Arizona school to reopen with new name, mission

Aug 20, 2018 by and

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Hopi Mission School has a new name and a new mission.

The Mennonite Schools Council member in Kykotsmovi, Ariz., is seeking to turn over a new page after former superintendent Thane Epefanio pleaded guilty in November to embezzling funds from the school to support a gambling habit.

Though a firm start date has not been established, the school — now Peace Academic Center — is hoping to begin offering services to members of the Hopi reservation community at some point this fall.

Mennonite Education Agency executive director Carlos Romero said the new name was selected about a month and a half ago and is one of the ways MEA is trying to partner with and respond to what the community desires.

“ ‘Hopi’ means ‘peace,’ and we wanted to honor that,” he said. “But we also wanted to use the term ‘academic center’ rather than ‘school,’ partly because we believe the academic center language is more inclusive of the other kinds of education that could be part of our efforts there in the future.”

While the previous school focused on traditional elementary and middle school fare, Peace Academic Center will begin with a preschool and GED completion courses.

“Part of what we hope to do is to use the preschool child care for people who might be going through that GED program,” Romero said. “For many people, the only way they can go through the program is if child care is provided for them.

“Once we’re able to start with something like that, we’ll continue expanding.”

Hopi Mission School Foundation director Kay Neff said when the school was founded in 1951 there was only one other grade school on the reservation. Today there are five.

“But early childhood education is certainly not what they’re getting,” she said, noting about 90 percent of young women at one point weren’t completing high school due to pregnancy. “Many children are being raised by grandparents, and great- and great-great-grandparents.

“So we’re pretty excited about adding a pre-K program, and then it’s easy to add a year because those people will want to stay and we can add grades going up.”

Ongoing conversations

The new name will be highlighted when MEA hosts a community open house Sept. 8 at the school. Romero said the event will include a picnic and a question-and-answer time with Mennonite Church USA moderator David Boshart.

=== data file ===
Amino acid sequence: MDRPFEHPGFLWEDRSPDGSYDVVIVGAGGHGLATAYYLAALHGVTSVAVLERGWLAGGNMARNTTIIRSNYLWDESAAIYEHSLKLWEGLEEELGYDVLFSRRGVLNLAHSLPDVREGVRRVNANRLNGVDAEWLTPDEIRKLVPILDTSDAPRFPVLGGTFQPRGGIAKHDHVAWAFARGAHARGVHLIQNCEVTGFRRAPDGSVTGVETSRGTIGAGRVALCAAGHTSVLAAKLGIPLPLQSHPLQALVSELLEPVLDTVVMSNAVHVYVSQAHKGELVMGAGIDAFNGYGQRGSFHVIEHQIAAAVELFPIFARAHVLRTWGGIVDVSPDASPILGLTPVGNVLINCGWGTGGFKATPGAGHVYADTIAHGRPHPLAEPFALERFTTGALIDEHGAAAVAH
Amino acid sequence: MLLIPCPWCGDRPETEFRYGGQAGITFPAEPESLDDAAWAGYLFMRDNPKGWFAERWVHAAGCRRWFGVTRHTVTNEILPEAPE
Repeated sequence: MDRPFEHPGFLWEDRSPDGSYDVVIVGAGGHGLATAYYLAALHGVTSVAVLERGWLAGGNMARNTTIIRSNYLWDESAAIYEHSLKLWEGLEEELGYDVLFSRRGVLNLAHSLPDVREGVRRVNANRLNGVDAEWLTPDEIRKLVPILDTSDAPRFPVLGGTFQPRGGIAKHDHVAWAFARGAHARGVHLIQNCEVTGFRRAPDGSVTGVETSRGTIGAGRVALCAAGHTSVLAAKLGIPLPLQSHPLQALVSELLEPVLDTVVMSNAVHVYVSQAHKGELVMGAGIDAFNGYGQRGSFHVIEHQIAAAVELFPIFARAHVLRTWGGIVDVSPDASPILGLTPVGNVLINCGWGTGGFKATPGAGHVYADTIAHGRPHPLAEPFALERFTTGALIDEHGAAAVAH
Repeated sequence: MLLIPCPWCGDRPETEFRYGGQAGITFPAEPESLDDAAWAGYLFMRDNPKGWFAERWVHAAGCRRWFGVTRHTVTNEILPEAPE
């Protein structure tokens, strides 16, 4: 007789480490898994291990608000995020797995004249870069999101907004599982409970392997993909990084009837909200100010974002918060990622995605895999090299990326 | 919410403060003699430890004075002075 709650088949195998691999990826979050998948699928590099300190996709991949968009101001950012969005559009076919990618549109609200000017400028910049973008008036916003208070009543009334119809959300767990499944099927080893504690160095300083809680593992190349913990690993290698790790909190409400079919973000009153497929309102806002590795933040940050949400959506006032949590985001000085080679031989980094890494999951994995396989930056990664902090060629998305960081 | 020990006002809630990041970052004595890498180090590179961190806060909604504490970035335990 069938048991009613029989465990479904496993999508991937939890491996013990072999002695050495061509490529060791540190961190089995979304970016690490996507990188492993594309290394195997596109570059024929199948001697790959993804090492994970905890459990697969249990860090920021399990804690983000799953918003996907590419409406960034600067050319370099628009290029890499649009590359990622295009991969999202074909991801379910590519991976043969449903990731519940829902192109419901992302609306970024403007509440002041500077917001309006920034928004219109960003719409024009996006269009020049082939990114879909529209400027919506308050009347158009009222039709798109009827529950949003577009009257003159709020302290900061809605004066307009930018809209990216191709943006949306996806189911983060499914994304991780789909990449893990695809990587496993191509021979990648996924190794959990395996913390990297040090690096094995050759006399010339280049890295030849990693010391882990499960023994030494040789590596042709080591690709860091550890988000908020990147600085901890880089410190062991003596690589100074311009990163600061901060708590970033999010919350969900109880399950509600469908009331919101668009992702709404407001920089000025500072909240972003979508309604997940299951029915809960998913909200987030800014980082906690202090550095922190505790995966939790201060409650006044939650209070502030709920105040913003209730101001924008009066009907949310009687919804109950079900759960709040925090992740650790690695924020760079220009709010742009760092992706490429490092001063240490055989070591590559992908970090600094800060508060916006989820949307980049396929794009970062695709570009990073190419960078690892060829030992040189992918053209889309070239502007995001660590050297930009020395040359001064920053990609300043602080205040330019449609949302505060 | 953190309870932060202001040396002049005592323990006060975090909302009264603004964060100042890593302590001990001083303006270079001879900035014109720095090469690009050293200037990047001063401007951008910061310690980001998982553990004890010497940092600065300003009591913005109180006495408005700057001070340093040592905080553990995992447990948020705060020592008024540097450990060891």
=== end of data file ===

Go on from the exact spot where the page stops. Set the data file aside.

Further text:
While some plans fall into place, other long-term challenges remain.

“We have just had a significant challenge being able to find people who might be willing to go there right now and kind of help our efforts,” said Romero. MEA has been trying to secure such workers for nearly a year.

“We would like to have a person there for at least a year, but we would be happy to have one or a couple for at least the next three or four months to be helping us there on site to get some of these efforts going,” he said.

In addition to the MC USA Executive Board, MEA has been in conversation with the board of Mennonite Mission Network about the possibility of returning a voluntary service unit to the school or incorporating volunteers with MMN’s short-term SOOP volunteer program.

MMN closed its service worker unit in Kykotsmovi in 2014 when an MC USA task force convened to address concerns about financial transparency and school administrators’ lack of cooperation with MEA.

Hopi Mission School Foundation is also returning from hibernation. The organization had a role supporting the school financially before fiscal suspicions began mounting about five years ago.

“We’re trying to rebuild the relationships with past donors and begin efforts of restarting development work for the school,” Romero said. “ . . . While the whole legal case was going, development efforts pretty much dried up.”

Meeting needs

The Hopi Mission School Foundation’s connection to supporting the school’s budget made it the initial whistleblower when financial irregularities popped up. As a separate entity from the school, it is continuing to use its name as it works to get the facility back up and running.

“We are coordinating efforts both financial and staff-wise,” Neff said. “Right now we’re working on getting the place cleaned up and livable for teachers. We have a lot of work with housing. Most of it is in reasonable shape, nothing needs to be built, but there’s a lot of broken windows and almost no furniture left.

“We’ll have a drive for good serviceable furniture. Hopefully we’ll get some people willing to go out and spend a week cleaning and doing handyman stuff.”

While many churches used to collect soup labels for the school to turn in for funds, the Campbell Soup Co. has ceased the program. Donations to “Hopi Mission School Foundation” can be mailed to 718 N. Main St., Newton, KS 67114.

“Our needs right now are prayer. Our needs are volunteers. Our needs are money,” Neff said.


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